Labor gets a Tannering

By September 27, 2012Other, Politics

That Lindsay Tanner suddenly appeared in the media at an inconvenient time for the Gillard Government is best explained by the time it has taken to write his new book, and the decisions of his publisher. Anyway, as he tried to point out to the unpleasant Leigh Sales on the ABC’s 7.30 Report, there isn’t any convenient time for someone like him to say what he is saying.

I kept saying ‘Yes!’ as he ran through his points. Ms Sales tried her hardest to get him to say something condemnatory of Julia Gillard as Labor leader, but he wouldn’t be drawn. I miss his calm, measured style and pleasant voice, and wish he was still there in Federal Parliament.

I had a long conversation with him at a dinner many years ago. He is a country boy from Gippsland, and his mother worked for Peter Nixon, the Country Party MP for Gippsland. I have known Peter for a long time, and commented to him about Lindsay Tanner. Nixon was most complimentary, and said that he had written the strongest recommendation for a Rhodes Scholarship for young Tanner that he had ever written.

I don’t always agree with what Lindsay Tanner says and writes, but I admire the way he argues. He is someone whom you have to take seriously. I was still impressed when I failed to get him to see things my way when he was the Minister for Finance, and I was trying to get him to push more funding towards the National Capital Authority.

Tanner’s view is that Labor has lost its basic sense of what Labor in government is for, and that the displacement of Kevin Rudd was a bad decision driven by panic about the direction of the polls and a disenchantment with the Prime Minister within the party. He, Lindsay Tanner, had already announced that  he would not be seeking re-election to his seat of Melbourne, which he had won in 1993, beating one Julia Gillard in the pre-selection round.

Why was he leaving? The simple answer was that he was getting tired of it all. He would never succeed to the Prime Ministership, for Julia Gillard was both the Deputy PM and younger than him anyway. He had done what he could, and it was time to go. Few politicians are as clear-sighted and as unemotional about themselves. Of course, if you were sceptical you might offer the alternative assessment that he was no shoo-in for re-election in Melbourne anyway, and his vacated seat was won by the Greens.  Well, I said he was clear-sighted.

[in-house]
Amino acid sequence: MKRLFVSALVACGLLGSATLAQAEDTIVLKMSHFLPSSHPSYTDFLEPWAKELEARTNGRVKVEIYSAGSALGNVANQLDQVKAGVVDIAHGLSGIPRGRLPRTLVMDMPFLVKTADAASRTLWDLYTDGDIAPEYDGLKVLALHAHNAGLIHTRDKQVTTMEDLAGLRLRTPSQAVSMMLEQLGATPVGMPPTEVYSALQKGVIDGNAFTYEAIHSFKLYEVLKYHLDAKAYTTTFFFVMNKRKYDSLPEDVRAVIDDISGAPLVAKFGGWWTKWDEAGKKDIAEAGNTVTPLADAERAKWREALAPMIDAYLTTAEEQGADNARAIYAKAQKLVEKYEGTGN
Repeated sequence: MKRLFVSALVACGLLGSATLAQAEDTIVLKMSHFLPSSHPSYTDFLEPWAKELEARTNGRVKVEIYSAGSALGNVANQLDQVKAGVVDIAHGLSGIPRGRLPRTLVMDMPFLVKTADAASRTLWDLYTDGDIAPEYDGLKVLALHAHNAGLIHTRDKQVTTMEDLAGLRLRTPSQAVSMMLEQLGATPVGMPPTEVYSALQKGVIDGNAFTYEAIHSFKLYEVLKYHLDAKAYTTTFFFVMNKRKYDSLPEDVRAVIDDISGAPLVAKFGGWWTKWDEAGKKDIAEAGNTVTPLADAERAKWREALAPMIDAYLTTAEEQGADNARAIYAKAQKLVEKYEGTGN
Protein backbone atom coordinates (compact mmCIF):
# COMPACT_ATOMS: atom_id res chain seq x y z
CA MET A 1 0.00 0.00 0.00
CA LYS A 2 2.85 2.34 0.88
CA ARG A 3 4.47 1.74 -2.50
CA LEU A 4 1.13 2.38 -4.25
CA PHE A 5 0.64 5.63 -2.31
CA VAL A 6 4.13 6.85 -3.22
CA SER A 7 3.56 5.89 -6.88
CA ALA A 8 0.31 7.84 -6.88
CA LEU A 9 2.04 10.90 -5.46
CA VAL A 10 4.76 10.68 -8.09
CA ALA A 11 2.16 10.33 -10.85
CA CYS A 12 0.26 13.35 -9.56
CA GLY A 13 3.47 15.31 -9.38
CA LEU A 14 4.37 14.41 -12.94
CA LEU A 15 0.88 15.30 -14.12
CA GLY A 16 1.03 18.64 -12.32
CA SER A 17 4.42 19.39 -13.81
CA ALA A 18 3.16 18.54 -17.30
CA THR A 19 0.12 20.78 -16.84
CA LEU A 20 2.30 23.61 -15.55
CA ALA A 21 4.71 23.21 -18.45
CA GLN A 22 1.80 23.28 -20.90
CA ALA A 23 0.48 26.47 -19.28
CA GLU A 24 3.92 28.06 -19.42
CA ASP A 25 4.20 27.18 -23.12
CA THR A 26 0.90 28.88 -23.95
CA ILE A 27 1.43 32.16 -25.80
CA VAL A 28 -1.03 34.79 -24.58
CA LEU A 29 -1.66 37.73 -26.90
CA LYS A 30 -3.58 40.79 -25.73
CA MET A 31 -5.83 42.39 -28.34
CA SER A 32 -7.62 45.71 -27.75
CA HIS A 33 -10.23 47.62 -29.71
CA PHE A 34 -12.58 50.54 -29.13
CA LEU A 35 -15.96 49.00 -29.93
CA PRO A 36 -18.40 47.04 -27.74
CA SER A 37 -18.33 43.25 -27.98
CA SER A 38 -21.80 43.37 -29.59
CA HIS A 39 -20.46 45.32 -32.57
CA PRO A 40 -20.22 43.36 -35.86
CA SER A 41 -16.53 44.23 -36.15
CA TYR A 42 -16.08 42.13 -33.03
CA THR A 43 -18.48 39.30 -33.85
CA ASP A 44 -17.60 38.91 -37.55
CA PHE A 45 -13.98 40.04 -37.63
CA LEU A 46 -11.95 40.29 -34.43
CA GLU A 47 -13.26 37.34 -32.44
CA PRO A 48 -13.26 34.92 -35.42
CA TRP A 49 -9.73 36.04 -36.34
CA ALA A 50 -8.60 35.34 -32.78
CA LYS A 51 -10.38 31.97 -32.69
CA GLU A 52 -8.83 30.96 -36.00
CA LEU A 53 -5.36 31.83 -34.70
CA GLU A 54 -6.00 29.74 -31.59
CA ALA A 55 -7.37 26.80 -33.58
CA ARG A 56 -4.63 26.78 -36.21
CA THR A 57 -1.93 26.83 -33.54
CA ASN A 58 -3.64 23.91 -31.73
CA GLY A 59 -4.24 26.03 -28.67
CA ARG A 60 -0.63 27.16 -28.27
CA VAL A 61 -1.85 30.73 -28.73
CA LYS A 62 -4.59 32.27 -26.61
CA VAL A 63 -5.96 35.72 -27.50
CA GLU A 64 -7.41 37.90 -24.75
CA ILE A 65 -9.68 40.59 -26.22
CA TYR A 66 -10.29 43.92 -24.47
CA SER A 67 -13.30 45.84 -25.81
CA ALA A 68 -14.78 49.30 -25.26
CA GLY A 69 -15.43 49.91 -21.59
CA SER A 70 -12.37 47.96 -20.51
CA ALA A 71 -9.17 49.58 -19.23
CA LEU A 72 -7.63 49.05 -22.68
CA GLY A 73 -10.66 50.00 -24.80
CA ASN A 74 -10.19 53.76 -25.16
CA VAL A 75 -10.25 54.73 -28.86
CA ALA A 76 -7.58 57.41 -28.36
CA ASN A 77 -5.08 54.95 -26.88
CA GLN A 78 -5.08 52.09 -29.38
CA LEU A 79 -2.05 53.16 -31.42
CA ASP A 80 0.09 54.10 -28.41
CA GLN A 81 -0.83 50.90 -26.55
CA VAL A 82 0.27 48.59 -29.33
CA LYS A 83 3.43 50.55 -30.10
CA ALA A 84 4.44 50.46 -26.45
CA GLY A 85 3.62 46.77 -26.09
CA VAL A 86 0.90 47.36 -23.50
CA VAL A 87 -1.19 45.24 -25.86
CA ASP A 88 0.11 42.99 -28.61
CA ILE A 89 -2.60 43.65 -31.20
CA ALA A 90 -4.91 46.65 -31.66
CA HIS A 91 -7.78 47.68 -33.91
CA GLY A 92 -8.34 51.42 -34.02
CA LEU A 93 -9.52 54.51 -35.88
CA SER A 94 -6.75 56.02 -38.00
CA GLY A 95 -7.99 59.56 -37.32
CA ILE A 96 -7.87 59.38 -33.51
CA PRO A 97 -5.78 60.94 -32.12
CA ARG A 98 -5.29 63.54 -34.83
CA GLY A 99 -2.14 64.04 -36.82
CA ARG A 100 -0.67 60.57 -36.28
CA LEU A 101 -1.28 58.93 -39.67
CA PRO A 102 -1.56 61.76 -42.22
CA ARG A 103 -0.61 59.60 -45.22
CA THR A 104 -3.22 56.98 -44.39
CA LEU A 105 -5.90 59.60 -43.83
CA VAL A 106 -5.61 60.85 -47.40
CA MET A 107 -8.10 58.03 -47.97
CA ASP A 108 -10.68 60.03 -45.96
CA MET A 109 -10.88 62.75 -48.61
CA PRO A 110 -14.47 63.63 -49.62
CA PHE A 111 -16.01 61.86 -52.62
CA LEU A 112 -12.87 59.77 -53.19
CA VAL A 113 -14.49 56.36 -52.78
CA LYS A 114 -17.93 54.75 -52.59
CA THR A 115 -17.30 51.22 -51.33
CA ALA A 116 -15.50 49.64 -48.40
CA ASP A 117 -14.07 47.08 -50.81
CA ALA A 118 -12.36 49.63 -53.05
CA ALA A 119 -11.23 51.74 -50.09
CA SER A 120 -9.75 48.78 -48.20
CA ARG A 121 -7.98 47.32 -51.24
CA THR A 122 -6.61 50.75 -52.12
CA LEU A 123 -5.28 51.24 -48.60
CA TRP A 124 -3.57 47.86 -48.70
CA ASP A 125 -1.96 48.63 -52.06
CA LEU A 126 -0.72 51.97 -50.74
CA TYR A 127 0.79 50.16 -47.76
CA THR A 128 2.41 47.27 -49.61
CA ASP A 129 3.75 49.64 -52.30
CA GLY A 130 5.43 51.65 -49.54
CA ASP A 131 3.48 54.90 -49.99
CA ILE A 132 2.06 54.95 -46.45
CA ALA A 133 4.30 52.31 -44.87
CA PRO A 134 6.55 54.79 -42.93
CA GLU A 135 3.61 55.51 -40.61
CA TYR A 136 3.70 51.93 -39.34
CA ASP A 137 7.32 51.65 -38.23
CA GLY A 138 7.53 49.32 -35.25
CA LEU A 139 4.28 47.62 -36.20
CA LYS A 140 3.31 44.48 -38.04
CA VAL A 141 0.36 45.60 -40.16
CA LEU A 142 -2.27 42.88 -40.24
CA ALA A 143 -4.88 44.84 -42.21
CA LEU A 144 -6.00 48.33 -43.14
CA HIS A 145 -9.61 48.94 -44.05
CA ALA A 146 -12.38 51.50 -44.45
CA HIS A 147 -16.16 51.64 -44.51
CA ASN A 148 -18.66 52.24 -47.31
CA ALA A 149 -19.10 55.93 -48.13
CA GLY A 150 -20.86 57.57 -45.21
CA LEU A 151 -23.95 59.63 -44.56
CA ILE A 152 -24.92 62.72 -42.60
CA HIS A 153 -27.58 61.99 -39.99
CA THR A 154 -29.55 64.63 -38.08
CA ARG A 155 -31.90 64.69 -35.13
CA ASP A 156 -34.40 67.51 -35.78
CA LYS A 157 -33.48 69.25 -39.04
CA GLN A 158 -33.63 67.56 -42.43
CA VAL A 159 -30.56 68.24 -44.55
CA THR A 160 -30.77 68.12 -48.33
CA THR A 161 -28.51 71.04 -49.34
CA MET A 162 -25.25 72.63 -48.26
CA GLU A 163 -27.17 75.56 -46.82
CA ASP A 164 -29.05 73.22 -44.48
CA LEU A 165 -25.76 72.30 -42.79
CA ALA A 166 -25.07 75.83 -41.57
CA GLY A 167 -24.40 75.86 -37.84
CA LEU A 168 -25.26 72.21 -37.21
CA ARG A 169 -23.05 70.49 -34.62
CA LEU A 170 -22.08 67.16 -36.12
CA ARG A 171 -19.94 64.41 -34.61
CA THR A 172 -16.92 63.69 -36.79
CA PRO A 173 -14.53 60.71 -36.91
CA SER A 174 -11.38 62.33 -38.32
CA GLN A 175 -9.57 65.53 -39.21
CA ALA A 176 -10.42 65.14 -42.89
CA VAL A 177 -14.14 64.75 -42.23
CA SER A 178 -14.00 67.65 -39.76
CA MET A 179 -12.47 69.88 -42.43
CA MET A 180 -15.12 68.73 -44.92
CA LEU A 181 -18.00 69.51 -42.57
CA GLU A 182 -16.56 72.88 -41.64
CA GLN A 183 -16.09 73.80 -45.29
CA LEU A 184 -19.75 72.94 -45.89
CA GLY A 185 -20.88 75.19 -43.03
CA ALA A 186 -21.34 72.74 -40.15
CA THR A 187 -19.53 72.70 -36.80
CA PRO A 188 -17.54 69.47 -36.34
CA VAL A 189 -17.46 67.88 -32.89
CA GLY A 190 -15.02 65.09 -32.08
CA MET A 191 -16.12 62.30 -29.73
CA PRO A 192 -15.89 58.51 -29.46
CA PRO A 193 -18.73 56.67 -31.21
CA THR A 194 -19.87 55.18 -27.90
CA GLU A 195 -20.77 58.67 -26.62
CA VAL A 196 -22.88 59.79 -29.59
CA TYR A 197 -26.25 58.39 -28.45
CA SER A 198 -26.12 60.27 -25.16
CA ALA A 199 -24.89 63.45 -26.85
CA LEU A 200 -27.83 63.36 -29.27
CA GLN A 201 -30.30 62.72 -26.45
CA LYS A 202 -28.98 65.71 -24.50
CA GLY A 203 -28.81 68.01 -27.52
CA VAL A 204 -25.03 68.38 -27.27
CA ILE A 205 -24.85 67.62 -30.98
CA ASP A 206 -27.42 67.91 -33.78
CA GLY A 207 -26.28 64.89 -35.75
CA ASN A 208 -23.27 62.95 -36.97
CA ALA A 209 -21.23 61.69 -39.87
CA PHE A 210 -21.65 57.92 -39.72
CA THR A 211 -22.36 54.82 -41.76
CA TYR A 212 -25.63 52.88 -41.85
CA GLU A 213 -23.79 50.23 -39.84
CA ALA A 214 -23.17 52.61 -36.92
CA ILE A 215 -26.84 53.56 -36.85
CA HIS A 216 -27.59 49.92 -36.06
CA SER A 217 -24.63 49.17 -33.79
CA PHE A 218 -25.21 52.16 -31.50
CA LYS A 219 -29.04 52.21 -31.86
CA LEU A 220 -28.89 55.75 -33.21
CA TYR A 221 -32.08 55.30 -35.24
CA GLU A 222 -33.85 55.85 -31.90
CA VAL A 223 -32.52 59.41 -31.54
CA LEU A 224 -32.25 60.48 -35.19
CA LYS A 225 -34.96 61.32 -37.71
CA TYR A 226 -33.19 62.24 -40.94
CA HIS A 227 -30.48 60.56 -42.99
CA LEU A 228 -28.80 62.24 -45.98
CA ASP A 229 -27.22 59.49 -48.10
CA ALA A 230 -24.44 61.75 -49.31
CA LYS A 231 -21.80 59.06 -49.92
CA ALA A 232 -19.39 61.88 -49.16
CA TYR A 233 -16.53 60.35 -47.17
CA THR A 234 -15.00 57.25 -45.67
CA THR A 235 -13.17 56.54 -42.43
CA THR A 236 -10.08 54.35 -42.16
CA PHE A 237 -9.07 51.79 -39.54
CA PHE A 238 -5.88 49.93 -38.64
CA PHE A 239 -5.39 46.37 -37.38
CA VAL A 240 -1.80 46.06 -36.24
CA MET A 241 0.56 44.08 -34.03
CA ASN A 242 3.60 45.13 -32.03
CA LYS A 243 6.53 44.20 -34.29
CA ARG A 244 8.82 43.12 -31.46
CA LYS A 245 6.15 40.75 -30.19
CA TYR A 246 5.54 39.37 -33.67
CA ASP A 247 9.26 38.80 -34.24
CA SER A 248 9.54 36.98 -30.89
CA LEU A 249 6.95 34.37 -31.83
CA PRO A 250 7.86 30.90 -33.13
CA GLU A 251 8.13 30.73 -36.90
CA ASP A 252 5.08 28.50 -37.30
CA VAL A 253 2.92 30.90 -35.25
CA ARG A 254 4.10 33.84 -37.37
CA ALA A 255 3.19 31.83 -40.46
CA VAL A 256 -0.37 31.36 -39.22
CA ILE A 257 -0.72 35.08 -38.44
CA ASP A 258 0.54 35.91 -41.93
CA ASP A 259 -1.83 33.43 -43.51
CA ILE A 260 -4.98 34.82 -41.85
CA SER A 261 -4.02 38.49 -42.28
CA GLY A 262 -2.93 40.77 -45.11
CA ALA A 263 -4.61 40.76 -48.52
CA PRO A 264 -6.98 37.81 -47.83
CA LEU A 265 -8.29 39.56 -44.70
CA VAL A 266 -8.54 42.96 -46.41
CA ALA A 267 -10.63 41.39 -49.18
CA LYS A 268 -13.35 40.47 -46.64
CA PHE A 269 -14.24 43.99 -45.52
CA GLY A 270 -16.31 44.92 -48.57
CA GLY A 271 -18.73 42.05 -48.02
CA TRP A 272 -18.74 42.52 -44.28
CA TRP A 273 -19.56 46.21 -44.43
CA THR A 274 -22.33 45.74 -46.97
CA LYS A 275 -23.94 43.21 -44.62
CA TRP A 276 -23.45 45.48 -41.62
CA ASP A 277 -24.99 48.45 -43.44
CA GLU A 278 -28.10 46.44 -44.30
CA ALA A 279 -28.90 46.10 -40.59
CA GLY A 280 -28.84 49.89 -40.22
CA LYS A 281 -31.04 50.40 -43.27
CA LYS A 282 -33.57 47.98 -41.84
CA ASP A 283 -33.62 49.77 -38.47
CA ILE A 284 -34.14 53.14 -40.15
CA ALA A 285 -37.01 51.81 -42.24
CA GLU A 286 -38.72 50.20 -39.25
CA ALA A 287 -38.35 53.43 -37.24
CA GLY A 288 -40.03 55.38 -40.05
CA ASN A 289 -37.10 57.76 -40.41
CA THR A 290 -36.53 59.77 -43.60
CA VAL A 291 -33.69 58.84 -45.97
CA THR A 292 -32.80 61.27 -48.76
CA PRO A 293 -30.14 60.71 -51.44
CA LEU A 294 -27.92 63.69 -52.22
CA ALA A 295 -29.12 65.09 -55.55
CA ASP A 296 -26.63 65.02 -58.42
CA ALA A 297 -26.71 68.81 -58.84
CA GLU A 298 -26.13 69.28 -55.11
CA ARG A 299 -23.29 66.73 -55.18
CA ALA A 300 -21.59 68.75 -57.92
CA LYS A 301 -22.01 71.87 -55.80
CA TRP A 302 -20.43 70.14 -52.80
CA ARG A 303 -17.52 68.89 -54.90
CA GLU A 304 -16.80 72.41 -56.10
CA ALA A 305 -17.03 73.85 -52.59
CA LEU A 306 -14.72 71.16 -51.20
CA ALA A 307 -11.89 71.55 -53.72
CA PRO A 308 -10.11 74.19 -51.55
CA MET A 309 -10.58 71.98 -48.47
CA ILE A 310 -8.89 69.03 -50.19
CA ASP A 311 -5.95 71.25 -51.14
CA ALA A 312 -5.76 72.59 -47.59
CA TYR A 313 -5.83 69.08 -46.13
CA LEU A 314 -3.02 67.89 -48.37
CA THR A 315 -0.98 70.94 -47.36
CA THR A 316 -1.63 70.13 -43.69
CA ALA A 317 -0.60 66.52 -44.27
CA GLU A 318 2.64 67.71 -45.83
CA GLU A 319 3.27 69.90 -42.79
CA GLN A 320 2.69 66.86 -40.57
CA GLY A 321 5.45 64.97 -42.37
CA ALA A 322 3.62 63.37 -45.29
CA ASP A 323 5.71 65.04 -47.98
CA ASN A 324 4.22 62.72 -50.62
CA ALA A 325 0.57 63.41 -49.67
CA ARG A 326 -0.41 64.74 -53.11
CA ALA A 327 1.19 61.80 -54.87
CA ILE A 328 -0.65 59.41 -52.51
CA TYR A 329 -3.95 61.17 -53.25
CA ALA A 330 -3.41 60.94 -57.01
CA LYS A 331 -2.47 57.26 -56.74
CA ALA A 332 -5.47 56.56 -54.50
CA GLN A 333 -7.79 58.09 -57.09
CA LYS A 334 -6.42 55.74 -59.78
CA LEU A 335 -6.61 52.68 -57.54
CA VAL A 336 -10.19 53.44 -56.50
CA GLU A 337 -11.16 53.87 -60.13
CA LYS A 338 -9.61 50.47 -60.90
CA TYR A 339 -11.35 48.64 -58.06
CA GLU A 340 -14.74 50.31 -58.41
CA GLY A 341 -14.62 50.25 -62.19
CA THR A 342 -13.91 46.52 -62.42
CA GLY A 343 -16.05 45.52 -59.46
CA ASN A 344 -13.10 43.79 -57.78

Labor is in trouble, not just the Gillard Government. Less than one worker in five belongs to a trade union, and the tide has turned: it is probably true that the time has passed when most Australians look to government to secure their futures. My guess is that most now see government as an obstacle, and want to be rather freer of its clutches than they presently are.

The light on the hill is still there. The Australian project is to build a safe and harmonious society under the Southern Cross, one that offers everyone the chance to develop their talents. But the depression of the 1890s, the greater depression of the 1930s, the work of the Curtin and Chifley governments – these past milestones are of little resonance in 2012.

What is Labor for in the next twenty years? How does it make its message relevant to our diverse, highly urban, well educated, well off society? Who is doing it? Lindsay Tanner argues that no one is doing it, and that the party is intellectually and emotionally threadbare. He joins a long line of Labor heavyweights who have been saying something like this since Labor lost power in 1996. Membership of the party has never been lower – well, not for a century.

What we have today is the contest between the party of the Ins and the party of the Outs. Their members belong to the political class, and many of them could belong to the other side (and might switch, if the offer was tempting enough). The enthusiasm of Labor supporters for Malcolm Turnbull as Liberal leader is an indication.

Will things change if the coalition wins the next election? Not at all.


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